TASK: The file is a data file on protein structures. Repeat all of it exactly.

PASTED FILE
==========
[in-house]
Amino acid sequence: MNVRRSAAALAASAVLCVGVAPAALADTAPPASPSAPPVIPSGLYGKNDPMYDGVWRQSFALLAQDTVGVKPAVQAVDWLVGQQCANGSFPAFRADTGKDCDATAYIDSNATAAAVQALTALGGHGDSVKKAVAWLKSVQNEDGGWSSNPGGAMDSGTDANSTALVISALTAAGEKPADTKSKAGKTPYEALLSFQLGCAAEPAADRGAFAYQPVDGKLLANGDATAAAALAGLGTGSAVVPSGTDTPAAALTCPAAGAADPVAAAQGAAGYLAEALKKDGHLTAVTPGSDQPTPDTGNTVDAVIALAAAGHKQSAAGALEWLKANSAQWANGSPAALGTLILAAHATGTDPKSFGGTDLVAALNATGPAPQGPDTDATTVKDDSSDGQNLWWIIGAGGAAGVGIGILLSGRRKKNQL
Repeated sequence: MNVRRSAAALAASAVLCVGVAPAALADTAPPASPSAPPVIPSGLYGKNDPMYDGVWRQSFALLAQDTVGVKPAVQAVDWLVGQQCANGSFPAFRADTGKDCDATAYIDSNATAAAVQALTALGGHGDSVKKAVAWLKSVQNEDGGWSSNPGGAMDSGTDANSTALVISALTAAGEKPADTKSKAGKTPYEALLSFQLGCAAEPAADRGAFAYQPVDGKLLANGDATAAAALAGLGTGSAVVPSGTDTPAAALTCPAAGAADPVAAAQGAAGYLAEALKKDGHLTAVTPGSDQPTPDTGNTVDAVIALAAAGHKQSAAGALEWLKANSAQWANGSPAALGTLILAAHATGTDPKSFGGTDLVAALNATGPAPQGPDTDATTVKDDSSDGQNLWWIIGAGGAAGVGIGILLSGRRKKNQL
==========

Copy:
[in-house]
Amino acid sequence: MNVRRSAAALAASAVLCVGVAPAALADTAPPASPSAPPVIPSGLYGKNDPMYDGVWRQSFALLAQDTVGVKPAVQAVDWLVGQQCANGSFPAFRADTGKDCDATAYIDSNATAAAVQALTALGGHGDSVKKAVAWLKSVQNEDGGWSSNPGGAMDSGTDANSTALVISALTAAGEKPADTKSKAGKTPYEALLSFQLGCAAEPAADRGAFAYQPVDGKLLANGDATAAAALAGLGTGSAVVPSGTDTPAAALTCPAAGAADPVAAAQGAAGYLAEALKKDGHLTAVTPGSDQPTPDTGNTVDAVIALAAAGHKQSAAGALEWLKANSAQWANGSPAALGTLILAAHATGTDPKSFGGTDLVAALNATGPAPQGPDTDATTVKDDSSDGQNLWWIIGAGGAAGVGIGILLSGRRKKNQL
Repeated sequence: MNVRRSAAALAASAVLCVGVAPAALADTAPPASPSAPPVIPSGLYGKNDPMYDGVWRQSFALLAQDTVGVKPAVQAVDWLVGQQCANGSFPAFRADTGKDCDATAYIDSNATAAAVQALTALGGHGDSVKKAVAWLKSVQNEDGGWSSNPGGAMDSGTDANSTALVISALTAAGEKPADTKSKAGKTPYEALLSFQLGCAAEPAADRGAFAYQPVDGKLLANGDATAAAALAGLGTGSAVVPSGTDTPAAALTCPAAGAADPVAAAQGAAGYLAEALKKDGHLTAVTPGSDQPTPDTGNTVDAVIALAAAGHKQSAAGALEWLKANSAQWANGSPAALGTLILAAHATGTDPKSFGGTDLVAALNATGPAPQGPDTDATTVKDDSSDGQNLWWIIGAGGAAGVGIGILLSGRRKKNQL